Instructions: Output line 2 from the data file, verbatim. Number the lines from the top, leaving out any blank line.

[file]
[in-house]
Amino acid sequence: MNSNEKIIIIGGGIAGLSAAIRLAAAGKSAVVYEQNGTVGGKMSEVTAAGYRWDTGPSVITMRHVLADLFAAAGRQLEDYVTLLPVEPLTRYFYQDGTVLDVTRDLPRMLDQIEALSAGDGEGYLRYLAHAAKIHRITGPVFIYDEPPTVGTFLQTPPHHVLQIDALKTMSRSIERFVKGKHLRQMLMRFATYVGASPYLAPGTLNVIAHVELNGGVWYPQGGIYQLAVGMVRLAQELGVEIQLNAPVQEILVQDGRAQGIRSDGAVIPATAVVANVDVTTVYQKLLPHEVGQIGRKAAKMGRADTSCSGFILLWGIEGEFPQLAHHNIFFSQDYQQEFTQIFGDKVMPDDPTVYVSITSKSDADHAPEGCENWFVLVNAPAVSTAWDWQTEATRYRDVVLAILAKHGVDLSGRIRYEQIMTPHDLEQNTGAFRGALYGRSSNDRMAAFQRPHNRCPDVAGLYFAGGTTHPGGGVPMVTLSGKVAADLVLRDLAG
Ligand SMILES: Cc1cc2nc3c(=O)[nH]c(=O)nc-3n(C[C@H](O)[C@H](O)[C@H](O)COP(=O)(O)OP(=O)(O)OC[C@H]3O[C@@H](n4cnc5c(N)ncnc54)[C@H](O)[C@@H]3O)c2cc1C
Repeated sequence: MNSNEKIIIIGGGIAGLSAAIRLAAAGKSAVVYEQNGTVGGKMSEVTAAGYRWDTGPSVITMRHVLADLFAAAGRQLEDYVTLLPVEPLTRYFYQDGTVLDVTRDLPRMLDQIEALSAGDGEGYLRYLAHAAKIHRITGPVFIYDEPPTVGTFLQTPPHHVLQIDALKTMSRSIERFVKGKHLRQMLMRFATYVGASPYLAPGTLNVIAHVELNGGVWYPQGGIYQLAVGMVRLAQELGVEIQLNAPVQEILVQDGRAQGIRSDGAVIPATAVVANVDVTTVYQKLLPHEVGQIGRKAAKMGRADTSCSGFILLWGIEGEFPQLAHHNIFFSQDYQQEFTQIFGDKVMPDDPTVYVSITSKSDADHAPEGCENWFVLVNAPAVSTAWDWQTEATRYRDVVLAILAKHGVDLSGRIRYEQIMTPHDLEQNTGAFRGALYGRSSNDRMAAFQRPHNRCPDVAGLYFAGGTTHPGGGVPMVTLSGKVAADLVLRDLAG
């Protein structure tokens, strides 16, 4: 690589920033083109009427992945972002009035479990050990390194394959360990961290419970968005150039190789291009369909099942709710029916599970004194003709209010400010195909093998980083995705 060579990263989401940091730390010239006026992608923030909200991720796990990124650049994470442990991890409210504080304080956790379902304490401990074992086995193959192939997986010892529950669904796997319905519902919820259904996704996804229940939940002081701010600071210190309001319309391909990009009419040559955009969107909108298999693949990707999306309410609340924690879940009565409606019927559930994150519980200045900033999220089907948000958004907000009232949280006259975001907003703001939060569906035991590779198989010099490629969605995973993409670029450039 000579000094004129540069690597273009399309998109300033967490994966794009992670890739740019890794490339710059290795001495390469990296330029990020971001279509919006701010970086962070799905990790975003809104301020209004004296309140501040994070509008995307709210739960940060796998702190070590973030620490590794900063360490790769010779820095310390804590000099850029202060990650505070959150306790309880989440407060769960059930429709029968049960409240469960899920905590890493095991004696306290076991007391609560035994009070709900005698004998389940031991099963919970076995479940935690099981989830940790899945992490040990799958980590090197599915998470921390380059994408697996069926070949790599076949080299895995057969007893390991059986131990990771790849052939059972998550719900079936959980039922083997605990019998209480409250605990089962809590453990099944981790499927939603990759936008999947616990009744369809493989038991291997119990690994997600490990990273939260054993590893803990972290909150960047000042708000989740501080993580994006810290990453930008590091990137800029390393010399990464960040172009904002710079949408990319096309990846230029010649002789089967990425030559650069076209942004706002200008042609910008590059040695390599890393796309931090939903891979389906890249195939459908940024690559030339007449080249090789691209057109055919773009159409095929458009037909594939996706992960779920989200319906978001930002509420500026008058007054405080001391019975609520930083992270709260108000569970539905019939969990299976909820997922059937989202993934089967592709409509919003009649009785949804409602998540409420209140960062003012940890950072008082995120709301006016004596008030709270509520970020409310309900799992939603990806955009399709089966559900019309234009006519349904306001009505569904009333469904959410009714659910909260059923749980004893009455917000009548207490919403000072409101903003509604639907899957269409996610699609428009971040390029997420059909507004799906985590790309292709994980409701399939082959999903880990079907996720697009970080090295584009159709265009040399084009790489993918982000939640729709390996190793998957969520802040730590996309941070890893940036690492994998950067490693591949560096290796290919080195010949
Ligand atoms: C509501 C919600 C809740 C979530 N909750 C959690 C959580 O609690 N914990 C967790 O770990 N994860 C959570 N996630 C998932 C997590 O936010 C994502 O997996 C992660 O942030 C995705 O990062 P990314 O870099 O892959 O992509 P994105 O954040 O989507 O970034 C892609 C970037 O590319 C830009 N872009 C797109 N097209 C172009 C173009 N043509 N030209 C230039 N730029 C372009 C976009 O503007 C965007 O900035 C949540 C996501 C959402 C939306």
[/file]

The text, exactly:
Amino acid sequence: MNSNEKIIIIGGGIAGLSAAIRLAAAGKSAVVYEQNGTVGGKMSEVTAAGYRWDTGPSVITMRHVLADLFAAAGRQLEDYVTLLPVEPLTRYFYQDGTVLDVTRDLPRMLDQIEALSAGDGEGYLRYLAHAAKIHRITGPVFIYDEPPTVGTFLQTPPHHVLQIDALKTMSRSIERFVKGKHLRQMLMRFATYVGASPYLAPGTLNVIAHVELNGGVWYPQGGIYQLAVGMVRLAQELGVEIQLNAPVQEILVQDGRAQGIRSDGAVIPATAVVANVDVTTVYQKLLPHEVGQIGRKAAKMGRADTSCSGFILLWGIEGEFPQLAHHNIFFSQDYQQEFTQIFGDKVMPDDPTVYVSITSKSDADHAPEGCENWFVLVNAPAVSTAWDWQTEATRYRDVVLAILAKHGVDLSGRIRYEQIMTPHDLEQNTGAFRGALYGRSSNDRMAAFQRPHNRCPDVAGLYFAGGTTHPGGGVPMVTLSGKVAADLVLRDLAG